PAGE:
Iconic Volkswagen Transparent Factory in Dresden Might Get the Axe

Unless you’ve been living completely off the grid these past few months, you’ve surely heard about the Volkswagen emissions scandal affecting most of the brand’s diesel engines.
VW Transparent Factory in Dresden 1 photo
Photo: Volkswagen
Naturally, this whole fiasco is going to cost the once number one company in the automotive world a lot of money. Nobody knows exactly how much, but figures quoting lots of billions of dollars have been used.

Heads have already fallen, and now new CEO Matthias Müller is tasked with finding ways to cut costs without making the company seem desperate, and thus lose even more credibility.

Let’s switch planes a little and talk about the Volkswagen Phaeton, the model that was supposed to be the brand’s flagship but instead turned into a huge financial sinkhole that didn’t at least provide the intended image boost either, proving once again that one company can’t be both premium and mainstream at the same time.

To put things into perspective, a global asset management firm called Sandford C. Bernstein made a list of ten of the most unprofitable vehicles in Europe, and the Phaeton came in third with an estimated loss of $2.9 billion. And that was in 2013.

The Phaeton was introduced in 2002, at the same time the Transparent Factory (Gläserne Manufaktur) began production. The Phaeton was conceived as a vehicle to lift Volkswagen’s status among the elite of German manufacturers where Audi, BMW and Mercedes-Benz already operated. In doing so, the company’s leaders believed it also needed a special production facility.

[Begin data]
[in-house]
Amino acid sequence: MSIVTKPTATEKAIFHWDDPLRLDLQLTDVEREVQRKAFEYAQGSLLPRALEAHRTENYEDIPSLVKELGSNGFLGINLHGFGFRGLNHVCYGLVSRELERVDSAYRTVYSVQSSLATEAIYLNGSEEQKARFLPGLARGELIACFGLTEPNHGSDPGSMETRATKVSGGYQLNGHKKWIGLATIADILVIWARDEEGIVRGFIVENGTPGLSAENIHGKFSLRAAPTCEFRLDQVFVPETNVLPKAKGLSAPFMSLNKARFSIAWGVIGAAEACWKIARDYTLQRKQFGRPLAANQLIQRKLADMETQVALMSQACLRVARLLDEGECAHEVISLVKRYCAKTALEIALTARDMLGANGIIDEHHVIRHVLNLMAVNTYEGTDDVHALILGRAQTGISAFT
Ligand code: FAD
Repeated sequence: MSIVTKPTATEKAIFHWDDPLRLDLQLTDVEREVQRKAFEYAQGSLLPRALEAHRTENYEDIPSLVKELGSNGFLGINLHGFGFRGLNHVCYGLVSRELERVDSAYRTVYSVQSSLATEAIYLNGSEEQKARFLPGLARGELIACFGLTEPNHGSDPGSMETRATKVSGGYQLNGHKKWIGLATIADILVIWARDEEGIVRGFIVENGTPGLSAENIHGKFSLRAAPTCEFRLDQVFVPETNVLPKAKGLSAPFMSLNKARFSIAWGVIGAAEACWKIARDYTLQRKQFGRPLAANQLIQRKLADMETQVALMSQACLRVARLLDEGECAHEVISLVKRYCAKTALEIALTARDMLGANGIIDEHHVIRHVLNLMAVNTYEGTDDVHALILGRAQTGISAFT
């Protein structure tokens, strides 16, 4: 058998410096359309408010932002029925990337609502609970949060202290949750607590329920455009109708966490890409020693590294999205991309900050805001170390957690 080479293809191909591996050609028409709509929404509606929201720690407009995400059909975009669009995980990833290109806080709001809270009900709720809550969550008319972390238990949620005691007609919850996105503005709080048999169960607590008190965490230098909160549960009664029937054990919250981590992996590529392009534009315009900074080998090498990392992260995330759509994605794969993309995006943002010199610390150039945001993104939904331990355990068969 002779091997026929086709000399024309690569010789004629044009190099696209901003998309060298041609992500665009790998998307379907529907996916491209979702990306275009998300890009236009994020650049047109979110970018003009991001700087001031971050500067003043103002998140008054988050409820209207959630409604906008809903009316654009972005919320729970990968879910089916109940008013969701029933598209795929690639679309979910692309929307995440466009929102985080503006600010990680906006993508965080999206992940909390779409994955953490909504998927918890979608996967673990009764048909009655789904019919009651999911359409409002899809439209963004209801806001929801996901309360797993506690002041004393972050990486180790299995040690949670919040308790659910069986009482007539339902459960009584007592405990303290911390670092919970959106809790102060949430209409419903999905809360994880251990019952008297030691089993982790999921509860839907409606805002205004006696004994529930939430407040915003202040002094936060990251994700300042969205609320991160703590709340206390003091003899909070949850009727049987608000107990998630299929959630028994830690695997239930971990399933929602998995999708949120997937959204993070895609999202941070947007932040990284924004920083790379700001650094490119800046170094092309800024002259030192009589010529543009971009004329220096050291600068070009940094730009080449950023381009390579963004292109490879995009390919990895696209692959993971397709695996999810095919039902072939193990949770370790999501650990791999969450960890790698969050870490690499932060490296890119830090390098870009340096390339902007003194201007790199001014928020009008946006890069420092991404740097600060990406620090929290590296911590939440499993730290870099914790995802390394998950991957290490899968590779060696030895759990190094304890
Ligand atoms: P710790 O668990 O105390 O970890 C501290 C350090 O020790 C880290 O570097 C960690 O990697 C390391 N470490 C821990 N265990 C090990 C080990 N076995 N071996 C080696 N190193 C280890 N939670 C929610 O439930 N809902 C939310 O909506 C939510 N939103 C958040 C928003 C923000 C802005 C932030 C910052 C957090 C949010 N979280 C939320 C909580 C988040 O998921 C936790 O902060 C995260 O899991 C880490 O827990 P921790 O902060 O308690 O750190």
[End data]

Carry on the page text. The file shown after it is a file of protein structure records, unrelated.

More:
Most of the Phaeton parts were largely pre-assembled elsewhere, with a very good example being the bodies that came already painted from Zwickau, some 100 kilometers away from Dresden. The Transparent Factory was mostly an act, an opportunity to show off the company’s wealth and innovation to the public.

Add these two aspects together now - the Dresden factory’s opulence and Phaeton’s disastrous lack of profitability - and Matthias Müller’s decision to shut down the plant makes a lot of sense given the situation.

According to Wirtschafts Woche (Business Weekly), the fate of the iconic factory will be discussed in an upcoming board meeting, but the outcome seems unclear. Müller will have its opponents at that meeting, with VW’s union representatives - who hold half the board seats - most likely to vote against it.

If it does go through, the Phaeton will continue production in another plant that builds similar Audi or Porsche models. A new Phaeton has been confirmed, but no sooner than 2020 when it will come as an all-electric sedan, so the Phaeton name could face a short production hiatus in the upcoming years.
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About the author: Vlad Mitrache
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"Boy meets car, boy loves car, boy gets journalism degree and starts job writing and editing at a car magazine" - 5/5. (Vlad Mitrache if he was a movie)
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